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A Guide to Student Jobs

For many students, the transition to high school marks the beginning of independence as a teenager. With new classes, new teachers, and a new school environment, this leap also brings a new sense of responsibility. High school is likely home to many firsts—first exhilarating parties, first daunting summative assignments, and first insights into the working world. Working part-time is common among high school and post-secondary students and has many advantages in addition to making an income. If you are considering or are in the process of searching for a part-time student job, look no further; this article is the guide for you!

Advantages & Disadvantages

Working part-time as a student is often described as a "double-edged sword." While there are evident benefits, there can also be potential risks. Below are some of the pros and cons of holding a part-time job as a teenager.


  • Make and manage your own money: As students, one of the greatest aspects of freedom is making and spending your own money. By working part-time, you can cease the need to rely on your parents the next time you head to the movies with friends or spot some desirable shoes at the mall. You may also choose to save up for future tuition or a car!

  • Gain work experience: Working a part-time job can grant valuable insight into a working environment and help you build a set of essential skills. Having work experience can also stand out on your resume and future applications to college and university!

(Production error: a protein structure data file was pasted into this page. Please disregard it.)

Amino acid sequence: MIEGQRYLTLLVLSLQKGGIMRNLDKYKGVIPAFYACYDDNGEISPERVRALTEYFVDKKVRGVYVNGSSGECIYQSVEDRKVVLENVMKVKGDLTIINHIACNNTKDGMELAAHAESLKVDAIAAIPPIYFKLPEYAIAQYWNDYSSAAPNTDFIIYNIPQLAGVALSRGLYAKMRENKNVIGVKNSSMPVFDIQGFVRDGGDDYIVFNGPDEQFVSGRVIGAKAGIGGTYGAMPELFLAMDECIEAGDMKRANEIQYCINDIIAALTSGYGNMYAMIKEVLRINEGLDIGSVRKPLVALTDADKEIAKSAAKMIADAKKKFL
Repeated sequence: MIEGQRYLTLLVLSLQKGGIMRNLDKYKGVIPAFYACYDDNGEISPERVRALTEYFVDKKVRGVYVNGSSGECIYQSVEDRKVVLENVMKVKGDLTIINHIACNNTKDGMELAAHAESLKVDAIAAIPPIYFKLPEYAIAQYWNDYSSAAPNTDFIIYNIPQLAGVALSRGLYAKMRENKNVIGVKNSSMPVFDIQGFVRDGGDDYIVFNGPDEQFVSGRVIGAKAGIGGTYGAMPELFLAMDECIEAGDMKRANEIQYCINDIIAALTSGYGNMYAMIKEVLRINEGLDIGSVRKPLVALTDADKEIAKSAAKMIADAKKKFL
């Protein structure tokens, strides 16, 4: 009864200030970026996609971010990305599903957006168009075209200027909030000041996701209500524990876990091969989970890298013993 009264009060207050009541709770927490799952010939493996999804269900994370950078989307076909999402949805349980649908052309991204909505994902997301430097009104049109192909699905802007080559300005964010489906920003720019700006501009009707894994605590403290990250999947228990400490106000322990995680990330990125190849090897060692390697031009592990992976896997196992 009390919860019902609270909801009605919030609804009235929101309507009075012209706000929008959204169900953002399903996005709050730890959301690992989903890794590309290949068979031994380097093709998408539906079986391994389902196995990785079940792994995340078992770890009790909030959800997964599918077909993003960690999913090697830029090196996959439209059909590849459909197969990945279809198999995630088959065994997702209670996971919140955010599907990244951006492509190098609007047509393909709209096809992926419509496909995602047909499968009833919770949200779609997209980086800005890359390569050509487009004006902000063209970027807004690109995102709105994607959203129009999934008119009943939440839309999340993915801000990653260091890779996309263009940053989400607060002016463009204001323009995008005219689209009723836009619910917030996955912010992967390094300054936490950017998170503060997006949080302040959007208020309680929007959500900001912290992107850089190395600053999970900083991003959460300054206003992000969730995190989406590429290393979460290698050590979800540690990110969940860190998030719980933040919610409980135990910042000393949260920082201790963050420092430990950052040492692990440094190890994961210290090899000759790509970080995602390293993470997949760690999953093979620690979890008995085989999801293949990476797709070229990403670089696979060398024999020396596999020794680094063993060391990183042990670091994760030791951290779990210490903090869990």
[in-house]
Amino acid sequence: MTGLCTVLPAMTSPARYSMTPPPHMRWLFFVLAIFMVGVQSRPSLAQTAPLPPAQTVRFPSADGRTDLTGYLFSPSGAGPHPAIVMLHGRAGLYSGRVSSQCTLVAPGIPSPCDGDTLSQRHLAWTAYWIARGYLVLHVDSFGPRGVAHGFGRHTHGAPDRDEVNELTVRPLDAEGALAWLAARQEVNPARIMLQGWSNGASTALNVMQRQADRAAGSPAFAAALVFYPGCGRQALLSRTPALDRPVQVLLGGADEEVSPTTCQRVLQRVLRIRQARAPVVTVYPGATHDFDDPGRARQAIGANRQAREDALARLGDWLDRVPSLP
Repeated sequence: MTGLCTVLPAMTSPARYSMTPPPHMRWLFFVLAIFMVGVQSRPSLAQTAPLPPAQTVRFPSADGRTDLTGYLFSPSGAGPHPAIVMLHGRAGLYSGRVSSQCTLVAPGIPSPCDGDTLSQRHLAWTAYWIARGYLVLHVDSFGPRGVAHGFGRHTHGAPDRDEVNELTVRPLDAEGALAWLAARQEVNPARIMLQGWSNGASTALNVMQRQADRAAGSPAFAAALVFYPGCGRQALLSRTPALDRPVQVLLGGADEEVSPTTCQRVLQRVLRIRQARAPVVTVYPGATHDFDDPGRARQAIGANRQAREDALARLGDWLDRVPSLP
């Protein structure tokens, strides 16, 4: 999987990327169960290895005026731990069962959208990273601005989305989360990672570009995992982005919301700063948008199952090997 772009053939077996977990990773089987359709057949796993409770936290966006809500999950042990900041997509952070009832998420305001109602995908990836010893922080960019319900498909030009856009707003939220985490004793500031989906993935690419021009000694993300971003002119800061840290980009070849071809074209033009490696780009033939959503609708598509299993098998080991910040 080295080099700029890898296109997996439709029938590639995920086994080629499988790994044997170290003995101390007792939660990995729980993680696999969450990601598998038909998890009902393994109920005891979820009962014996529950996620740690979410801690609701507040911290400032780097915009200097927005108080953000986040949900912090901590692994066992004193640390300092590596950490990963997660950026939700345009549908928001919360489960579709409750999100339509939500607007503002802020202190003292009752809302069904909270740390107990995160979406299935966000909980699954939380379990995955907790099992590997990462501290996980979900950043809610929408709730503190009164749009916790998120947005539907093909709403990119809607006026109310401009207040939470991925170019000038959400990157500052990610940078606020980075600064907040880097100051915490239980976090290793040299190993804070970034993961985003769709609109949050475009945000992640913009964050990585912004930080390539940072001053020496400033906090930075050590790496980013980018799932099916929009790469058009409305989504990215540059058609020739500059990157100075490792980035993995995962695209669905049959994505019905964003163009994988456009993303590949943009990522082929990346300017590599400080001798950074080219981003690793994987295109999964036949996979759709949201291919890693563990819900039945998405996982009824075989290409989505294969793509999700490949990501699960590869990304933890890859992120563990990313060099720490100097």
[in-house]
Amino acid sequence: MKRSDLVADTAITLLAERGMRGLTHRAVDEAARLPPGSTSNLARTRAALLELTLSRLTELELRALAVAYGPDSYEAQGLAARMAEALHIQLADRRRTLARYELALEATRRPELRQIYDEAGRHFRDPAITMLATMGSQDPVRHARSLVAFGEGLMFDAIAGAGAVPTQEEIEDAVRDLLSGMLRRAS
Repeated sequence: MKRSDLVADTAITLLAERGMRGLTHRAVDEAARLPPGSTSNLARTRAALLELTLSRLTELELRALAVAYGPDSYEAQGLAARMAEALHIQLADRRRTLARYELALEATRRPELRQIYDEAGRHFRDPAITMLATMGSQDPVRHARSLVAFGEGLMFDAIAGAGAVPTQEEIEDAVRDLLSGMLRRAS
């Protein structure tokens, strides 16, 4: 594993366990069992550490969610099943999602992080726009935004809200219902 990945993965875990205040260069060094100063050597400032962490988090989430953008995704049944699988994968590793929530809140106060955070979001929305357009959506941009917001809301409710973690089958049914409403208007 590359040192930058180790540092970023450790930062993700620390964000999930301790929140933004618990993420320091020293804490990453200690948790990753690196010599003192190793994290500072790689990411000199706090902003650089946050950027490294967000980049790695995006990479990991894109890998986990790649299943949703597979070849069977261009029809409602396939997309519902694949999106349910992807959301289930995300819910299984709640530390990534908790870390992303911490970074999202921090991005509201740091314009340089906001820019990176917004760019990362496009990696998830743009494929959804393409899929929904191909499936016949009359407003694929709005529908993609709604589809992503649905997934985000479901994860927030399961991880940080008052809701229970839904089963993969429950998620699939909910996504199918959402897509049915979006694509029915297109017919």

• Develop time management skills and responsibility: Jobs will demand punctuality and accountability more than you may have experienced at school. By exercising your skills each day, you can develop a good work ethic and become more independent and disciplined. This is why students who work part-time may even experience an improvement in academic achievement!

  • Develop leadership skills and build confidence: Working with team members, interacting with customers, and building relationships with coworkers are all aspects of many student jobs. Leadership is developed at work as you solve problems, learn to communicate effectively, and work alongside others.


  • Mental health: Overworking and stressful job environments can negatively affect a student's mental health. Thus, it is vital to ensure that well-being comes first.

  • Time consumption: Working takes time out of busy daily schedules, and students may experience difficulties balancing school, extracurricular activities, and jobs.

While there are both pros and cons to working as a student, many conclude that the positives outweigh the negatives. Nonetheless, it would be best if you made a careful and informed choice when considering and searching for a part-time job. It is a good idea to consult your parents or trusted adults to guide you through this decision and process.


A strong resume is one of the most important tools in job hunting. It is a one or two-page document that introduces an employer to your qualifications, experiences, and assets. Almost all potential employers will ask for a resume when considering a new hire. Not sure what to include or even where to begin? Here are a few tips when formulating a resume for students!